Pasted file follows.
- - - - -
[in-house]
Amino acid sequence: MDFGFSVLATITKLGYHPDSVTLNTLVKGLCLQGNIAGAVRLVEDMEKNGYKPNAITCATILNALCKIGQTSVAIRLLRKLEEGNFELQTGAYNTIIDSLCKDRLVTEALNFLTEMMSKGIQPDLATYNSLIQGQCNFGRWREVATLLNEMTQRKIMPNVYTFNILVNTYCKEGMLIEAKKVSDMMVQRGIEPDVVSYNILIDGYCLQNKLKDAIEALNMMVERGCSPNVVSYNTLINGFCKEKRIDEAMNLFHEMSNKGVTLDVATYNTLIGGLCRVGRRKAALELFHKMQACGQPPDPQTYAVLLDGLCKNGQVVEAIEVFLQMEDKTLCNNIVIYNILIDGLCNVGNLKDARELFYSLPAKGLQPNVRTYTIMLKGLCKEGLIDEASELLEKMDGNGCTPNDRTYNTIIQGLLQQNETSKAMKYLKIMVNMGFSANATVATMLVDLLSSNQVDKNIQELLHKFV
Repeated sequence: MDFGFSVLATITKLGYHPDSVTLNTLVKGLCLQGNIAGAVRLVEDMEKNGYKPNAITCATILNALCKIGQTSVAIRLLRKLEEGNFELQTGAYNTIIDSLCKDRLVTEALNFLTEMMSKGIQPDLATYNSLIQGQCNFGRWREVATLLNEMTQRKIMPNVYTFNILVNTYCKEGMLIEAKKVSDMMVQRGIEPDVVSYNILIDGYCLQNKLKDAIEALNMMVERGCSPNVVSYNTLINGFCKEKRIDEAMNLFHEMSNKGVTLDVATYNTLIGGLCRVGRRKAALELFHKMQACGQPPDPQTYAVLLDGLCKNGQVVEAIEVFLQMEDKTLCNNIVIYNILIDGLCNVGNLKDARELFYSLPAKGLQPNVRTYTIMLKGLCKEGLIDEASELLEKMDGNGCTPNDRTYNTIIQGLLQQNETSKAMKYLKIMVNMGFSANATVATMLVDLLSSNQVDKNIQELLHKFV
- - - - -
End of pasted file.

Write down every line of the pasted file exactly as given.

[in-house]
Amino acid sequence: MDFGFSVLATITKLGYHPDSVTLNTLVKGLCLQGNIAGAVRLVEDMEKNGYKPNAITCATILNALCKIGQTSVAIRLLRKLEEGNFELQTGAYNTIIDSLCKDRLVTEALNFLTEMMSKGIQPDLATYNSLIQGQCNFGRWREVATLLNEMTQRKIMPNVYTFNILVNTYCKEGMLIEAKKVSDMMVQRGIEPDVVSYNILIDGYCLQNKLKDAIEALNMMVERGCSPNVVSYNTLINGFCKEKRIDEAMNLFHEMSNKGVTLDVATYNTLIGGLCRVGRRKAALELFHKMQACGQPPDPQTYAVLLDGLCKNGQVVEAIEVFLQMEDKTLCNNIVIYNILIDGLCNVGNLKDARELFYSLPAKGLQPNVRTYTIMLKGLCKEGLIDEASELLEKMDGNGCTPNDRTYNTIIQGLLQQNETSKAMKYLKIMVNMGFSANATVATMLVDLLSSNQVDKNIQELLHKFV
Repeated sequence: MDFGFSVLATITKLGYHPDSVTLNTLVKGLCLQGNIAGAVRLVEDMEKNGYKPNAITCATILNALCKIGQTSVAIRLLRKLEEGNFELQTGAYNTIIDSLCKDRLVTEALNFLTEMMSKGIQPDLATYNSLIQGQCNFGRWREVATLLNEMTQRKIMPNVYTFNILVNTYCKEGMLIEAKKVSDMMVQRGIEPDVVSYNILIDGYCLQNKLKDAIEALNMMVERGCSPNVVSYNTLINGFCKEKRIDEAMNLFHEMSNKGVTLDVATYNTLIGGLCRVGRRKAALELFHKMQACGQPPDPQTYAVLLDGLCKNGQVVEAIEVFLQMEDKTLCNNIVIYNILIDGLCNVGNLKDARELFYSLPAKGLQPNVRTYTIMLKGLCKEGLIDEASELLEKMDGNGCTPNDRTYNTIIQGLLQQNETSKAMKYLKIMVNMGFSANATVATMLVDLLSSNQVDKNIQELLHKFV